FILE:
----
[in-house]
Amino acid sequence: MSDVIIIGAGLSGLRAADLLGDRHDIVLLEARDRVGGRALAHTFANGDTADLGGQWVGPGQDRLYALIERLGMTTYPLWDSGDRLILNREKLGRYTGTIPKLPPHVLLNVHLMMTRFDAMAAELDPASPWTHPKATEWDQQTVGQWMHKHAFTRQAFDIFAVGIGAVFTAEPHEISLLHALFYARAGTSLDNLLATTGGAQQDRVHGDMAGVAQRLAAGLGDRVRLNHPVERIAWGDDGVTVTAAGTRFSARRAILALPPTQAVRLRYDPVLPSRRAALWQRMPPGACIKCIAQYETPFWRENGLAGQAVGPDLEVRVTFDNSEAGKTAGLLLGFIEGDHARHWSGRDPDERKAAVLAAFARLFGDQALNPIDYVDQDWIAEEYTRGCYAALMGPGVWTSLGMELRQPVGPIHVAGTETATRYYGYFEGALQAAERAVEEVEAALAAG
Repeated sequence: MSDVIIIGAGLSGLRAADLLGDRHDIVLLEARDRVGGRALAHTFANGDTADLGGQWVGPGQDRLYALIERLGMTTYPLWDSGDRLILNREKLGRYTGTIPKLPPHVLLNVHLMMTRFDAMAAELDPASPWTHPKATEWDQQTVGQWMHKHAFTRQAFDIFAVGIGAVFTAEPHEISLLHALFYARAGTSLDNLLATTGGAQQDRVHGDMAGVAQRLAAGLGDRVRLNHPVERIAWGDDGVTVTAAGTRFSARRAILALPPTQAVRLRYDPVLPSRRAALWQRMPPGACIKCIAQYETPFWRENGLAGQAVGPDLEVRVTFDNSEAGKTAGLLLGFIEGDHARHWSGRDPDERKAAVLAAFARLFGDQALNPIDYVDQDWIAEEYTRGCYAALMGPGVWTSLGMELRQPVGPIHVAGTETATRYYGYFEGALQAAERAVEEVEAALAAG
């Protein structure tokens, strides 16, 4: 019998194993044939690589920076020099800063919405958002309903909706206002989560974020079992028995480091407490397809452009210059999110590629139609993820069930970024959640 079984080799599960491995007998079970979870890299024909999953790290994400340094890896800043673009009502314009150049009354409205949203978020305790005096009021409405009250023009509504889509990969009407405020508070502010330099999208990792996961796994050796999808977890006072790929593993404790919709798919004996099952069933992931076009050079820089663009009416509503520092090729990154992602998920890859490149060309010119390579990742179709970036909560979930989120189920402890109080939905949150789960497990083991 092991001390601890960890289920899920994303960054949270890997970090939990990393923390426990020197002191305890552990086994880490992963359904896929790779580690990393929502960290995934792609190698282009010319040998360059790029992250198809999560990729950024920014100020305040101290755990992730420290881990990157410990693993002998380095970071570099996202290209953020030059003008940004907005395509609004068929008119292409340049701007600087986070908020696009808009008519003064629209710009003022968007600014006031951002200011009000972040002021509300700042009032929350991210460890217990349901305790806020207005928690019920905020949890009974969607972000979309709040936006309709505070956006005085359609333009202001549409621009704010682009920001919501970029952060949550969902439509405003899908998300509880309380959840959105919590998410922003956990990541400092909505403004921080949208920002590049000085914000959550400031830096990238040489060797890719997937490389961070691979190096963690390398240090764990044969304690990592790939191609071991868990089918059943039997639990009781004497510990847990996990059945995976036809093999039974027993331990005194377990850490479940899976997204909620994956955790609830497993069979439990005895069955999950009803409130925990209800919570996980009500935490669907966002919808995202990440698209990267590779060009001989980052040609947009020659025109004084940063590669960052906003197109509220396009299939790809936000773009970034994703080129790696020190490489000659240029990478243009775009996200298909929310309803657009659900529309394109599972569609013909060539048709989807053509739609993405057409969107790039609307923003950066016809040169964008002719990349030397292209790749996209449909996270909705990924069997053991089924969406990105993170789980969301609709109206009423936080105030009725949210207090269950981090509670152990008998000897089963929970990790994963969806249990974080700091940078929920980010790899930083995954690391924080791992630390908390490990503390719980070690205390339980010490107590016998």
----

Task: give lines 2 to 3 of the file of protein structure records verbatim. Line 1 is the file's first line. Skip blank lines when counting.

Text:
Amino acid sequence: MSDVIIIGAGLSGLRAADLLGDRHDIVLLEARDRVGGRALAHTFANGDTADLGGQWVGPGQDRLYALIERLGMTTYPLWDSGDRLILNREKLGRYTGTIPKLPPHVLLNVHLMMTRFDAMAAELDPASPWTHPKATEWDQQTVGQWMHKHAFTRQAFDIFAVGIGAVFTAEPHEISLLHALFYARAGTSLDNLLATTGGAQQDRVHGDMAGVAQRLAAGLGDRVRLNHPVERIAWGDDGVTVTAAGTRFSARRAILALPPTQAVRLRYDPVLPSRRAALWQRMPPGACIKCIAQYETPFWRENGLAGQAVGPDLEVRVTFDNSEAGKTAGLLLGFIEGDHARHWSGRDPDERKAAVLAAFARLFGDQALNPIDYVDQDWIAEEYTRGCYAALMGPGVWTSLGMELRQPVGPIHVAGTETATRYYGYFEGALQAAERAVEEVEAALAAG
Repeated sequence: MSDVIIIGAGLSGLRAADLLGDRHDIVLLEARDRVGGRALAHTFANGDTADLGGQWVGPGQDRLYALIERLGMTTYPLWDSGDRLILNREKLGRYTGTIPKLPPHVLLNVHLMMTRFDAMAAELDPASPWTHPKATEWDQQTVGQWMHKHAFTRQAFDIFAVGIGAVFTAEPHEISLLHALFYARAGTSLDNLLATTGGAQQDRVHGDMAGVAQRLAAGLGDRVRLNHPVERIAWGDDGVTVTAAGTRFSARRAILALPPTQAVRLRYDPVLPSRRAALWQRMPPGACIKCIAQYETPFWRENGLAGQAVGPDLEVRVTFDNSEAGKTAGLLLGFIEGDHARHWSGRDPDERKAAVLAAFARLFGDQALNPIDYVDQDWIAEEYTRGCYAALMGPGVWTSLGMELRQPVGPIHVAGTETATRYYGYFEGALQAAERAVEEVEAALAAG